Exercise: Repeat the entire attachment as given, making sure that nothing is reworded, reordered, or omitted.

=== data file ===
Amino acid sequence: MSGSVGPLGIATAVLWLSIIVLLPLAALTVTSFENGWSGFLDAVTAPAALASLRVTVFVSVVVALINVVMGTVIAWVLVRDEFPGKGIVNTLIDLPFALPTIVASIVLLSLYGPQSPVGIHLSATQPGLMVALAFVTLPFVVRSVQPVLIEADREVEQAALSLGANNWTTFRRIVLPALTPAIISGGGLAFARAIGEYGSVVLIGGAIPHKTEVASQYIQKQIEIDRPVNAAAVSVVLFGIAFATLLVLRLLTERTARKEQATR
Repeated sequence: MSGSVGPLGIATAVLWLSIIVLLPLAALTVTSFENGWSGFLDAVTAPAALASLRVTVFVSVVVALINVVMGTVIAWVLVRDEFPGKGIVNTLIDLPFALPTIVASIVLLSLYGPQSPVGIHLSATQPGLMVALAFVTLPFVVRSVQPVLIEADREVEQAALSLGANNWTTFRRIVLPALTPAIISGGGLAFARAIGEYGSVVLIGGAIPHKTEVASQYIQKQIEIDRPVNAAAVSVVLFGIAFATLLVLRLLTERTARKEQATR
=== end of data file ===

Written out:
Amino acid sequence: MSGSVGPLGIATAVLWLSIIVLLPLAALTVTSFENGWSGFLDAVTAPAALASLRVTVFVSVVVALINVVMGTVIAWVLVRDEFPGKGIVNTLIDLPFALPTIVASIVLLSLYGPQSPVGIHLSATQPGLMVALAFVTLPFVVRSVQPVLIEADREVEQAALSLGANNWTTFRRIVLPALTPAIISGGGLAFARAIGEYGSVVLIGGAIPHKTEVASQYIQKQIEIDRPVNAAAVSVVLFGIAFATLLVLRLLTERTARKEQATR
Repeated sequence: MSGSVGPLGIATAVLWLSIIVLLPLAALTVTSFENGWSGFLDAVTAPAALASLRVTVFVSVVVALINVVMGTVIAWVLVRDEFPGKGIVNTLIDLPFALPTIVASIVLLSLYGPQSPVGIHLSATQPGLMVALAFVTLPFVVRSVQPVLIEADREVEQAALSLGANNWTTFRRIVLPALTPAIISGGGLAFARAIGEYGSVVLIGGAIPHKTEVASQYIQKQIEIDRPVNAAAVSVVLFGIAFATLLVLRLLTERTARKEQATR